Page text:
Writing in dark cafés

March 23, 2010

Since Joe’s return, the house felt fuller, the kitchen warmed to new aromatics and old comforts, and seeds of conversations grew word by word. These were the good things. Audrey wasn’t ready to complain about the rest, but every so often she ran away from home.

Photo by Pam Wells ©2010

She’d discovered a coffee house near the local college. It was so dark inside, dark as espresso, that she had to stop and let her eyes adjust. She ordered Earl Grey tea (being afternoon) and a savory bagel, and sat at a square table by an electrical outlet. As she plugged in her laptop, a man nearby answered his phone. Audrey was surprised at his low, resonant voice—an actor’s voice, a broadcaster’s voice. He spoke of meetings but was dressed to clean out his basement. A radio man?

She opened a document of long-simmering notes on her novel. The beast lurked in the background of everything she did now, and an outline for the new draft was taking shape. A couple of young women—students? no, a little older; one with long auburn hair, the other brunette wearing a newsboy cap—sat down at the adjacent table. They jabbered on about cute hair, workday injustices and disloyal ex-friends. Audrey didn’t miss the emotional judgment days of youth.

“I don’t think that’s appropriate here, do you?” a man said behind her.

“You fool,” another man answered. “What’re you doing interrupting somebody you don’t know?”

“I will when he’s doing what you’re doing,” the first man said.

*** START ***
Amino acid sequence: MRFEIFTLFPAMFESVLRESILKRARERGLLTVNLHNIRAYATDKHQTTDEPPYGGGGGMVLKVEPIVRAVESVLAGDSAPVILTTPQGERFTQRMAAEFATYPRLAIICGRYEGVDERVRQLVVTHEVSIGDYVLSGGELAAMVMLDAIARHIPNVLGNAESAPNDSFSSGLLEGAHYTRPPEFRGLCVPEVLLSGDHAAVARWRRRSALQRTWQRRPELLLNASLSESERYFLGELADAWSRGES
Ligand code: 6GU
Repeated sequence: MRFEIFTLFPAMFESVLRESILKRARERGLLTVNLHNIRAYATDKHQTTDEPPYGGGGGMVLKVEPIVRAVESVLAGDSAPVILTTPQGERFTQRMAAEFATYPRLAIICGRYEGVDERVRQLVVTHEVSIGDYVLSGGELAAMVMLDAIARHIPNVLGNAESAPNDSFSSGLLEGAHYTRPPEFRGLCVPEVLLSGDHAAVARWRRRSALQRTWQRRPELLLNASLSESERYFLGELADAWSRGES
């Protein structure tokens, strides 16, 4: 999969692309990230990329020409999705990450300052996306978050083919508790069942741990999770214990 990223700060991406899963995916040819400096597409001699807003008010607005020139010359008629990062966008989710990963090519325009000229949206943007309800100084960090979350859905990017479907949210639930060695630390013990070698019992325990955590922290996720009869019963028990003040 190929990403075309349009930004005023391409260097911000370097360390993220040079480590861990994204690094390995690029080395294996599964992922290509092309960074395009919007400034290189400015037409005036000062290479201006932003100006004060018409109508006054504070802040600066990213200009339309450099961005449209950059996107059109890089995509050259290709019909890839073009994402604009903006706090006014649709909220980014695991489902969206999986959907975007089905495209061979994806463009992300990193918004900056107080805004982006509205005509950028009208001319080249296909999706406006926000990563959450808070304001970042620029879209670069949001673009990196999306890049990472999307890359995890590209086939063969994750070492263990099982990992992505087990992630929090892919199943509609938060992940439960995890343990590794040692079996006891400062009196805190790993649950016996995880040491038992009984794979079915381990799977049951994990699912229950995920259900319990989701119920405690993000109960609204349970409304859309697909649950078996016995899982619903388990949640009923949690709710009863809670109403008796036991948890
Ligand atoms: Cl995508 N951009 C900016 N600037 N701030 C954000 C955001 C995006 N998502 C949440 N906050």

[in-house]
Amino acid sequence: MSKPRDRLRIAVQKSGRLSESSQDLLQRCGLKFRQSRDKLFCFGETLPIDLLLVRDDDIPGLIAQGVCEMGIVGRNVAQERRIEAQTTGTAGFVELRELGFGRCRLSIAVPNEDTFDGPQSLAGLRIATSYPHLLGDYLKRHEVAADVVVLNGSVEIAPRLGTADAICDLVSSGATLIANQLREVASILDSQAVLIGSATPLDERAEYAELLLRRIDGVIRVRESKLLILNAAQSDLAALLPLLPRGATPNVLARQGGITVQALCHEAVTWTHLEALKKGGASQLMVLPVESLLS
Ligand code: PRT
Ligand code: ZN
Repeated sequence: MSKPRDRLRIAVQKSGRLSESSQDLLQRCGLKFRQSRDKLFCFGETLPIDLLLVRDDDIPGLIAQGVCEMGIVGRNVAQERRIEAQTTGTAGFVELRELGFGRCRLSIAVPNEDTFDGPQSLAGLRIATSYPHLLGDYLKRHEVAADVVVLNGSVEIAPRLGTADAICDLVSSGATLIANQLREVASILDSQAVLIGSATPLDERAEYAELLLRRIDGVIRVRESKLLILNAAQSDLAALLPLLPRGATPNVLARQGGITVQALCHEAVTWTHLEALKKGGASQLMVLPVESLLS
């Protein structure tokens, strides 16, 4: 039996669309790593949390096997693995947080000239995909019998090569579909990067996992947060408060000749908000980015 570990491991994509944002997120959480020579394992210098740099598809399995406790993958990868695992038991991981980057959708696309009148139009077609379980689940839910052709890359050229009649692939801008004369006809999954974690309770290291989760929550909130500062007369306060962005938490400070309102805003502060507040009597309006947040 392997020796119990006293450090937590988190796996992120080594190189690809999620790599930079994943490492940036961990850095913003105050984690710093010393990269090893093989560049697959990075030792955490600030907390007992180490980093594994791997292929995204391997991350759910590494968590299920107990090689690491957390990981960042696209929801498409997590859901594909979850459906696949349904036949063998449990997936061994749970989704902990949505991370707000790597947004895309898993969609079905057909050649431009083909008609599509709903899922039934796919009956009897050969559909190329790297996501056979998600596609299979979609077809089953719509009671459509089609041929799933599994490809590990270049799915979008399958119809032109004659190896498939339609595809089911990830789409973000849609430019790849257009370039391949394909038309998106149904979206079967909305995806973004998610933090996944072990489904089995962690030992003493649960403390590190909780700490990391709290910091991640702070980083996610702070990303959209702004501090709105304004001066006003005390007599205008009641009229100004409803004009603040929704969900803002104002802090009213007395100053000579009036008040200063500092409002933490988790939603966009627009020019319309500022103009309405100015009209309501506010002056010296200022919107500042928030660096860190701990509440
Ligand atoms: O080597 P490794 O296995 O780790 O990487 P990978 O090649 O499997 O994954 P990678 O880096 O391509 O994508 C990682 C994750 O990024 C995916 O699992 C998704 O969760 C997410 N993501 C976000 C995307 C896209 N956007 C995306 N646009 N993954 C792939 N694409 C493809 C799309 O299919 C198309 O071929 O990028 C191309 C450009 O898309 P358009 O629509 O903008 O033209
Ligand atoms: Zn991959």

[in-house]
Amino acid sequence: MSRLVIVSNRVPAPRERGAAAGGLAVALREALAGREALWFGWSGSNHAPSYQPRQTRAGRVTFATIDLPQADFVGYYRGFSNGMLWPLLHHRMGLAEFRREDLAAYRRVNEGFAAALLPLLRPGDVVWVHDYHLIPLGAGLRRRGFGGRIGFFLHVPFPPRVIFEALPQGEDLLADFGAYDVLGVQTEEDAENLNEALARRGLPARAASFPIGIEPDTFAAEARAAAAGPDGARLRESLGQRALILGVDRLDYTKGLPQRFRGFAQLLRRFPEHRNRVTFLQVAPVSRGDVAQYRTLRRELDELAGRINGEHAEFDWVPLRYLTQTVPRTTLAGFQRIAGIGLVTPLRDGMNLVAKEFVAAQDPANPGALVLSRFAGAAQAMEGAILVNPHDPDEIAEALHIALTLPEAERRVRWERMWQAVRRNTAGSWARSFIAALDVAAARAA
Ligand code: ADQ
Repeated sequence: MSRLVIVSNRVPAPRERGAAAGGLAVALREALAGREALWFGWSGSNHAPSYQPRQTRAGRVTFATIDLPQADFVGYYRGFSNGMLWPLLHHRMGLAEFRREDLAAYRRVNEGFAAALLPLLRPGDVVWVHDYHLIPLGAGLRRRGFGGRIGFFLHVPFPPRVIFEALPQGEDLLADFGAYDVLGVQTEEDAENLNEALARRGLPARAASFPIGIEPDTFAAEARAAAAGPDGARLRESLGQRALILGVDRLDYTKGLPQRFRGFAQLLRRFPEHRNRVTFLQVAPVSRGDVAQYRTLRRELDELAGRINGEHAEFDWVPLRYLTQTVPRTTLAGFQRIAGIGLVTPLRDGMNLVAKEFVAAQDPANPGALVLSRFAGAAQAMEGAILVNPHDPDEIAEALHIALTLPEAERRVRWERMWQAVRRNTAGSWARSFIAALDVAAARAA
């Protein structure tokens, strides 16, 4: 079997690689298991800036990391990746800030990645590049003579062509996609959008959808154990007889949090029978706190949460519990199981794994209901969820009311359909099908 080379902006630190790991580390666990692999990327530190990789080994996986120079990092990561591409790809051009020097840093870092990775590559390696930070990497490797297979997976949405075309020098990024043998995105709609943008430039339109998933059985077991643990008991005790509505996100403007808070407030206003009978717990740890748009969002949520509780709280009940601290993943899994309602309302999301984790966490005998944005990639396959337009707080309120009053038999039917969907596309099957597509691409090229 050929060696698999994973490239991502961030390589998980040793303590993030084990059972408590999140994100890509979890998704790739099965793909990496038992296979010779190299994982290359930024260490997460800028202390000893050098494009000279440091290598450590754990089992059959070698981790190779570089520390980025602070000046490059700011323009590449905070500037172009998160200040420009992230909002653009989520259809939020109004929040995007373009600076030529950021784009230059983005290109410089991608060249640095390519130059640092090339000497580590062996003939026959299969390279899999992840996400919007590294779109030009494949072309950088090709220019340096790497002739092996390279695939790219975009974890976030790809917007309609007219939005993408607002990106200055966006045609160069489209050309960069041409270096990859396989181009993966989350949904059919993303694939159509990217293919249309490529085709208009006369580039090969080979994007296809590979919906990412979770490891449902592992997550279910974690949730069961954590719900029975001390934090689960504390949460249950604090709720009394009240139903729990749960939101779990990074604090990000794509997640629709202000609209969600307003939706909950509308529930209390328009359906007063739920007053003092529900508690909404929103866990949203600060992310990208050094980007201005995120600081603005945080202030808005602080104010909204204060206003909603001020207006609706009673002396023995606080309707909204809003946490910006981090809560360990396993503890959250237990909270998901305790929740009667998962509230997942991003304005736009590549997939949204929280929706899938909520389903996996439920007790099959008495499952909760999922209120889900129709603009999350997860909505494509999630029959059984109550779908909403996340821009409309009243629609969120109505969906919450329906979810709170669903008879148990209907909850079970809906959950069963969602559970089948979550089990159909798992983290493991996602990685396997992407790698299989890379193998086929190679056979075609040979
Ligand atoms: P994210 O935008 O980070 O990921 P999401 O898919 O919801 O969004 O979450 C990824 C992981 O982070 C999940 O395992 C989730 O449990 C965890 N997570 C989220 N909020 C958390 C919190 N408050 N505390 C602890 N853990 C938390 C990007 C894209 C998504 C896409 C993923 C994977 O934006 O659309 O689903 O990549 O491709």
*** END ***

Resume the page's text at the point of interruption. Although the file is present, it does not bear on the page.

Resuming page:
Audrey looked up. What was this? Two men, two grown-up men, arguing in a café? What was happening? She glanced at them: a trim, silver-haired man stood over a nerdy guy with a computer on his lap. Was he looking at porn? In a coffee house? Nobody would do that… would they? Audrey exchanged looks with the young women, who looked equally uncomfortable.

His game called on account of decency, the nerdy man left. The older man talked quietly to the woman behind the counter. Audrey tried to focus again on her work, but the young women were wading now into the abyss of romantic relationships. One described her knotted affair. The other worried about her upcoming marriage. Did they think she couldn’t hear, or was she supposed to hear? Revelation in the presence of strangers… in coffeespace, in cyberspace… maybe it was more exciting. Somewhere in all this was a story.

• • • • •

The scent of cumin met Audrey as she opened the door. Joe was assembling vegetable burritos and had corralled Evan into making the salad. She sat down with Carl in front of the college basketball playoffs.

“What’d you do today?” he asked.

“I took the beast out for coffee.”

©2010 Pam Wells

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